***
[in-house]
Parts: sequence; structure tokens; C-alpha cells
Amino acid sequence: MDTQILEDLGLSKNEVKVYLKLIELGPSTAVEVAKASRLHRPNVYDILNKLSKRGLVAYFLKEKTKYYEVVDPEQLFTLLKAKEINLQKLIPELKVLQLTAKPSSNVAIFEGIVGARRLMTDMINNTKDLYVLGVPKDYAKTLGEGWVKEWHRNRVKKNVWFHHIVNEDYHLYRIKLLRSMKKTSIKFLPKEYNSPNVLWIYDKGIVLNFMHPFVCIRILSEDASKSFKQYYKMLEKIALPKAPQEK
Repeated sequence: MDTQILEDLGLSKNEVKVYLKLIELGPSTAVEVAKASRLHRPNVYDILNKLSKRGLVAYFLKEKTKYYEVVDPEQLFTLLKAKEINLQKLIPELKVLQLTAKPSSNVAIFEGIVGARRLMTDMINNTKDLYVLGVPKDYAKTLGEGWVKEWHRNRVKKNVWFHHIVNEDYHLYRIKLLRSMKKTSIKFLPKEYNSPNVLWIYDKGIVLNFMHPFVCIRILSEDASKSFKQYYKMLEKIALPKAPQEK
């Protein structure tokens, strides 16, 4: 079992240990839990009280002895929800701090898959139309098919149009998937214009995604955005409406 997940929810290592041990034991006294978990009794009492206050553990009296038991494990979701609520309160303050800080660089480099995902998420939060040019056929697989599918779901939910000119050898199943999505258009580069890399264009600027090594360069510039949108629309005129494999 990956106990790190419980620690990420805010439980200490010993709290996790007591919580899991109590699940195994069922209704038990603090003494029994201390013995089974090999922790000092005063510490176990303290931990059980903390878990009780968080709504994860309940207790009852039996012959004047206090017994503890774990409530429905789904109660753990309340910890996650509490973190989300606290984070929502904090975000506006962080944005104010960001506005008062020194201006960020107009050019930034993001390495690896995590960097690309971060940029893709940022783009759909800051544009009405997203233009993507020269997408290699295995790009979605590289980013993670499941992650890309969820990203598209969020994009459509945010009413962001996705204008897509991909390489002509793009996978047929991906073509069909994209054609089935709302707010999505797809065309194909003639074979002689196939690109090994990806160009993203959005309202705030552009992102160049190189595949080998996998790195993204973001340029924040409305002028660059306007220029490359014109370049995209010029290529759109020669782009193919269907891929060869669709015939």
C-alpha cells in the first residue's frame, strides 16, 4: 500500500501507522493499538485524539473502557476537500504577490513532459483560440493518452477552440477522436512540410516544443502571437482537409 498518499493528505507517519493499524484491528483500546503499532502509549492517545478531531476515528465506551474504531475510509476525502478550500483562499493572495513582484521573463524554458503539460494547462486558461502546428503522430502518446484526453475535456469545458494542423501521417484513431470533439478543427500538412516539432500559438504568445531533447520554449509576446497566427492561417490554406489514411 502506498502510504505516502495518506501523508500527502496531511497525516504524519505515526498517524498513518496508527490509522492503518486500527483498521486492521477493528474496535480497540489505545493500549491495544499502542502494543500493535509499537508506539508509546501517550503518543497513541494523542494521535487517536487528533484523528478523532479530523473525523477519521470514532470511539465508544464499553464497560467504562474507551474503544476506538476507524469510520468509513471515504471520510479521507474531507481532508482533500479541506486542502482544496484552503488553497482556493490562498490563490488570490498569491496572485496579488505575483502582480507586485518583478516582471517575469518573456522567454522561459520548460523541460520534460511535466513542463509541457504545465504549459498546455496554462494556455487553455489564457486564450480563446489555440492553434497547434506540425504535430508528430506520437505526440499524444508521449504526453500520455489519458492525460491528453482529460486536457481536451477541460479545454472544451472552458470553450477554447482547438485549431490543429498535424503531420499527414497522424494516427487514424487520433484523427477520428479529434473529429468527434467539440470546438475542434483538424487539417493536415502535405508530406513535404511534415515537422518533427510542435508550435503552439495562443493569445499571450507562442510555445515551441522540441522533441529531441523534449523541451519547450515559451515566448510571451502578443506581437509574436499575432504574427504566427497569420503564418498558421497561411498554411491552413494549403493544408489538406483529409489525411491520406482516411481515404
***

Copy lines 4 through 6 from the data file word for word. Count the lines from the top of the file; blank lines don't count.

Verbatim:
Repeated sequence: MDTQILEDLGLSKNEVKVYLKLIELGPSTAVEVAKASRLHRPNVYDILNKLSKRGLVAYFLKEKTKYYEVVDPEQLFTLLKAKEINLQKLIPELKVLQLTAKPSSNVAIFEGIVGARRLMTDMINNTKDLYVLGVPKDYAKTLGEGWVKEWHRNRVKKNVWFHHIVNEDYHLYRIKLLRSMKKTSIKFLPKEYNSPNVLWIYDKGIVLNFMHPFVCIRILSEDASKSFKQYYKMLEKIALPKAPQEK
């Protein structure tokens, strides 16, 4: 079992240990839990009280002895929800701090898959139309098919149009998937214009995604955005409406 997940929810290592041990034991006294978990009794009492206050553990009296038991494990979701609520309160303050800080660089480099995902998420939060040019056929697989599918779901939910000119050898199943999505258009580069890399264009600027090594360069510039949108629309005129494999 990956106990790190419980620690990420805010439980200490010993709290996790007591919580899991109590699940195994069922209704038990603090003494029994201390013995089974090999922790000092005063510490176990303290931990059980903390878990009780968080709504994860309940207790009852039996012959004047206090017994503890774990409530429905789904109660753990309340910890996650509490973190989300606290984070929502904090975000506006962080944005104010960001506005008062020194201006960020107009050019930034993001390495690896995590960097690309971060940029893709940022783009759909800051544009009405997203233009993507020269997408290699295995790009979605590289980013993670499941992650890309969820990203598209969020994009459509945010009413962001996705204008897509991909390489002509793009996978047929991906073509069909994209054609089935709302707010999505797809065309194909003639074979002689196939690109090994990806160009993203959005309202705030552009992102160049190189595949080998996998790195993204973001340029924040409305002028660059306007220029490359014109370049995209010029290529759109020669782009193919269907891929060869669709015939």
C-alpha cells in the first residue's frame, strides 16, 4: 500500500501507522493499538485524539473502557476537500504577490513532459483560440493518452477552440477522436512540410516544443502571437482537409 498518499493528505507517519493499524484491528483500546503499532502509549492517545478531531476515528465506551474504531475510509476525502478550500483562499493572495513582484521573463524554458503539460494547462486558461502546428503522430502518446484526453475535456469545458494542423501521417484513431470533439478543427500538412516539432500559438504568445531533447520554449509576446497566427492561417490554406489514411 502506498502510504505516502495518506501523508500527502496531511497525516504524519505515526498517524498513518496508527490509522492503518486500527483498521486492521477493528474496535480497540489505545493500549491495544499502542502494543500493535509499537508506539508509546501517550503518543497513541494523542494521535487517536487528533484523528478523532479530523473525523477519521470514532470511539465508544464499553464497560467504562474507551474503544476506538476507524469510520468509513471515504471520510479521507474531507481532508482533500479541506486542502482544496484552503488553497482556493490562498490563490488570490498569491496572485496579488505575483502582480507586485518583478516582471517575469518573456522567454522561459520548460523541460520534460511535466513542463509541457504545465504549459498546455496554462494556455487553455489564457486564450480563446489555440492553434497547434506540425504535430508528430506520437505526440499524444508521449504526453500520455489519458492525460491528453482529460486536457481536451477541460479545454472544451472552458470553450477554447482547438485549431490543429498535424503531420499527414497522424494516427487514424487520433484523427477520428479529434473529429468527434467539440470546438475542434483538424487539417493536415502535405508530406513535404511534415515537422518533427510542435508550435503552439495562443493569445499571450507562442510555445515551441522540441522533441529531441523534449523541451519547450515559451515566448510571451502578443506581437509574436499575432504574427504566427497569420503564418498558421497561411498554411491552413494549403493544408489538406483529409489525411491520406482516411481515404